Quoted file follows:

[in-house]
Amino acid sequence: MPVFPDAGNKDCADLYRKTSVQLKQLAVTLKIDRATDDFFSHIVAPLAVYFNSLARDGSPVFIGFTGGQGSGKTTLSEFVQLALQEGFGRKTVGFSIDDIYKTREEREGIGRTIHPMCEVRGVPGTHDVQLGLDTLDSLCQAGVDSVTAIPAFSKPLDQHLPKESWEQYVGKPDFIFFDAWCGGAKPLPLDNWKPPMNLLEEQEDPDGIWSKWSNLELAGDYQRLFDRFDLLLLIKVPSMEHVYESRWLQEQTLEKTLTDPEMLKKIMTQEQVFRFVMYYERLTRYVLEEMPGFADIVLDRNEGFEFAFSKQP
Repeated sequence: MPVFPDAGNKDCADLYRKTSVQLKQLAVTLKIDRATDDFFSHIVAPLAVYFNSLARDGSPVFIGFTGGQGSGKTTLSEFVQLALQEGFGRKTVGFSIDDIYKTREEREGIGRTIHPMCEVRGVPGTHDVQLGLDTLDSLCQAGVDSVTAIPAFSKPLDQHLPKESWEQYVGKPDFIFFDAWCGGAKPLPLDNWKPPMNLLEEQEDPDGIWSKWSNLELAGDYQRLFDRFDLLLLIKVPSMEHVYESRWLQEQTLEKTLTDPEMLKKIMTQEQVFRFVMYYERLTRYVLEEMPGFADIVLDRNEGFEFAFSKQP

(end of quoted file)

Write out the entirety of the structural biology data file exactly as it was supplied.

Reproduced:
[in-house]
Amino acid sequence: MPVFPDAGNKDCADLYRKTSVQLKQLAVTLKIDRATDDFFSHIVAPLAVYFNSLARDGSPVFIGFTGGQGSGKTTLSEFVQLALQEGFGRKTVGFSIDDIYKTREEREGIGRTIHPMCEVRGVPGTHDVQLGLDTLDSLCQAGVDSVTAIPAFSKPLDQHLPKESWEQYVGKPDFIFFDAWCGGAKPLPLDNWKPPMNLLEEQEDPDGIWSKWSNLELAGDYQRLFDRFDLLLLIKVPSMEHVYESRWLQEQTLEKTLTDPEMLKKIMTQEQVFRFVMYYERLTRYVLEEMPGFADIVLDRNEGFEFAFSKQP
Repeated sequence: MPVFPDAGNKDCADLYRKTSVQLKQLAVTLKIDRATDDFFSHIVAPLAVYFNSLARDGSPVFIGFTGGQGSGKTTLSEFVQLALQEGFGRKTVGFSIDDIYKTREEREGIGRTIHPMCEVRGVPGTHDVQLGLDTLDSLCQAGVDSVTAIPAFSKPLDQHLPKESWEQYVGKPDFIFFDAWCGGAKPLPLDNWKPPMNLLEEQEDPDGIWSKWSNLELAGDYQRLFDRFDLLLLIKVPSMEHVYESRWLQEQTLEKTLTDPEMLKKIMTQEQVFRFVMYYERLTRYVLEEMPGFADIVLDRNEGFEFAFSKQP